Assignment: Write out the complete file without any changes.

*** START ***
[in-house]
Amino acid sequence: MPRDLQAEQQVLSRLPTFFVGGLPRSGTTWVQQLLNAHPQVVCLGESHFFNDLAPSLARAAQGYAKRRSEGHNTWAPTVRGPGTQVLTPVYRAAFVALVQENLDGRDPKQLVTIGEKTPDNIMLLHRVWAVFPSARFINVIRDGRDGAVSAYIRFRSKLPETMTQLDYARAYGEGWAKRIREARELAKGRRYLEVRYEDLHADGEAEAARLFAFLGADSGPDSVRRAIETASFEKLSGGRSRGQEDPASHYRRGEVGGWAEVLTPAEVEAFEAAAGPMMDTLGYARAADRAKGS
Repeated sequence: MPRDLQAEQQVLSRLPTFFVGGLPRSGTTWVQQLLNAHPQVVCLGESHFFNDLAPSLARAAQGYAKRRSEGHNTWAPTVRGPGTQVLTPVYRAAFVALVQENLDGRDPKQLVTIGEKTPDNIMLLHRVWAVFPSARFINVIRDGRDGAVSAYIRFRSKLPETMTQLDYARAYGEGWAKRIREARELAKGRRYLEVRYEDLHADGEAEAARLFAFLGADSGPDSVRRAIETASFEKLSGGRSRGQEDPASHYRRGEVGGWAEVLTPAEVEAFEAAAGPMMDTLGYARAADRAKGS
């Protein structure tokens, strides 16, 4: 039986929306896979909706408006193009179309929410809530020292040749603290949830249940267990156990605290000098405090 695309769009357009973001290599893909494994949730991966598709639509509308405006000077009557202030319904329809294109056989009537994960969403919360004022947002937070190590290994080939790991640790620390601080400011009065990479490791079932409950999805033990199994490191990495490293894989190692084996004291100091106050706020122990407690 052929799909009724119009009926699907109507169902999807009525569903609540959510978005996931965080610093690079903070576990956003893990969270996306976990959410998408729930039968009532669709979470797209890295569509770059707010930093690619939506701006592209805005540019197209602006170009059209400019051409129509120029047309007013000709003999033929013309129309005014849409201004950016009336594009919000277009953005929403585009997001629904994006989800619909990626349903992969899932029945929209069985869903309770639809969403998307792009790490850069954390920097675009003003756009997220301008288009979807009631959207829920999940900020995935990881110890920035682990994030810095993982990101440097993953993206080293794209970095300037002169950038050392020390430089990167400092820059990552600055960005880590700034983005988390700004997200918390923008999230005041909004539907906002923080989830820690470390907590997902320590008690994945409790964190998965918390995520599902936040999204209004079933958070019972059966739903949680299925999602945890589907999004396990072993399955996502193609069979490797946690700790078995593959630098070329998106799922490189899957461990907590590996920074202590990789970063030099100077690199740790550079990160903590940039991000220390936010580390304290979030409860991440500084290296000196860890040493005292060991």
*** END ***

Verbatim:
[in-house]
Amino acid sequence: MPRDLQAEQQVLSRLPTFFVGGLPRSGTTWVQQLLNAHPQVVCLGESHFFNDLAPSLARAAQGYAKRRSEGHNTWAPTVRGPGTQVLTPVYRAAFVALVQENLDGRDPKQLVTIGEKTPDNIMLLHRVWAVFPSARFINVIRDGRDGAVSAYIRFRSKLPETMTQLDYARAYGEGWAKRIREARELAKGRRYLEVRYEDLHADGEAEAARLFAFLGADSGPDSVRRAIETASFEKLSGGRSRGQEDPASHYRRGEVGGWAEVLTPAEVEAFEAAAGPMMDTLGYARAADRAKGS
Repeated sequence: MPRDLQAEQQVLSRLPTFFVGGLPRSGTTWVQQLLNAHPQVVCLGESHFFNDLAPSLARAAQGYAKRRSEGHNTWAPTVRGPGTQVLTPVYRAAFVALVQENLDGRDPKQLVTIGEKTPDNIMLLHRVWAVFPSARFINVIRDGRDGAVSAYIRFRSKLPETMTQLDYARAYGEGWAKRIREARELAKGRRYLEVRYEDLHADGEAEAARLFAFLGADSGPDSVRRAIETASFEKLSGGRSRGQEDPASHYRRGEVGGWAEVLTPAEVEAFEAAAGPMMDTLGYARAADRAKGS
């Protein structure tokens, strides 16, 4: 039986929306896979909706408006193009179309929410809530020292040749603290949830249940267990156990605290000098405090 695309769009357009973001290599893909494994949730991966598709639509509308405006000077009557202030319904329809294109056989009537994960969403919360004022947002937070190590290994080939790991640790620390601080400011009065990479490791079932409950999805033990199994490191990495490293894989190692084996004291100091106050706020122990407690 052929799909009724119009009926699907109507169902999807009525569903609540959510978005996931965080610093690079903070576990956003893990969270996306976990959410998408729930039968009532669709979470797209890295569509770059707010930093690619939506701006592209805005540019197209602006170009059209400019051409129509120029047309007013000709003999033929013309129309005014849409201004950016009336594009919000277009953005929403585009997001629904994006989800619909990626349903992969899932029945929209069985869903309770639809969403998307792009790490850069954390920097675009003003756009997220301008288009979807009631959207829920999940900020995935990881110890920035682990994030810095993982990101440097993953993206080293794209970095300037002169950038050392020390430089990167400092820059990552600055960005880590700034983005988390700004997200918390923008999230005041909004539907906002923080989830820690470390907590997902320590008690994945409790964190998965918390995520599902936040999204209004079933958070019972059966739903949680299925999602945890589907999004396990072993399955996502193609069979490797946690700790078995593959630098070329998106799922490189899957461990907590590996920074202590990789970063030099100077690199740790550079990160903590940039991000220390936010580390304290979030409860991440500084290296000196860890040493005292060991």